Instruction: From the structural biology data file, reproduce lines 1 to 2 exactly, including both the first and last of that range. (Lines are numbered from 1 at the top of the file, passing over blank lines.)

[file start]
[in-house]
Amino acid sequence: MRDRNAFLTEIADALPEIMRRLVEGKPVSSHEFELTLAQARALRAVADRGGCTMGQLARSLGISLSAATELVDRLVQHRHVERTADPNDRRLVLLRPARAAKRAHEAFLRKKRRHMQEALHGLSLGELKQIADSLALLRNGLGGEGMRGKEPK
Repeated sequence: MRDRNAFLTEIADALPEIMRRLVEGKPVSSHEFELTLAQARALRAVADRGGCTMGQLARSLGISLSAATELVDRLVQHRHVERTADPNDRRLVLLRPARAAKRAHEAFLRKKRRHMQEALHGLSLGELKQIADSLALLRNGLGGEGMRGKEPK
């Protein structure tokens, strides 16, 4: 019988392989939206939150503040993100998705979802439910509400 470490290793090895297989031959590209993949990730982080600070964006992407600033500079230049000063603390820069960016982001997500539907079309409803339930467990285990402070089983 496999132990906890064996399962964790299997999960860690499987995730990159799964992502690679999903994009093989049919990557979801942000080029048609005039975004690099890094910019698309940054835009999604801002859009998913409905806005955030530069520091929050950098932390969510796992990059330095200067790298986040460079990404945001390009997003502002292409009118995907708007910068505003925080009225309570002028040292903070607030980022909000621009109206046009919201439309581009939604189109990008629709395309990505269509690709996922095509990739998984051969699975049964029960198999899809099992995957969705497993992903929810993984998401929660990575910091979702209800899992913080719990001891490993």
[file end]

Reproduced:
[in-house]
Amino acid sequence: MRDRNAFLTEIADALPEIMRRLVEGKPVSSHEFELTLAQARALRAVADRGGCTMGQLARSLGISLSAATELVDRLVQHRHVERTADPNDRRLVLLRPARAAKRAHEAFLRKKRRHMQEALHGLSLGELKQIADSLALLRNGLGGEGMRGKEPK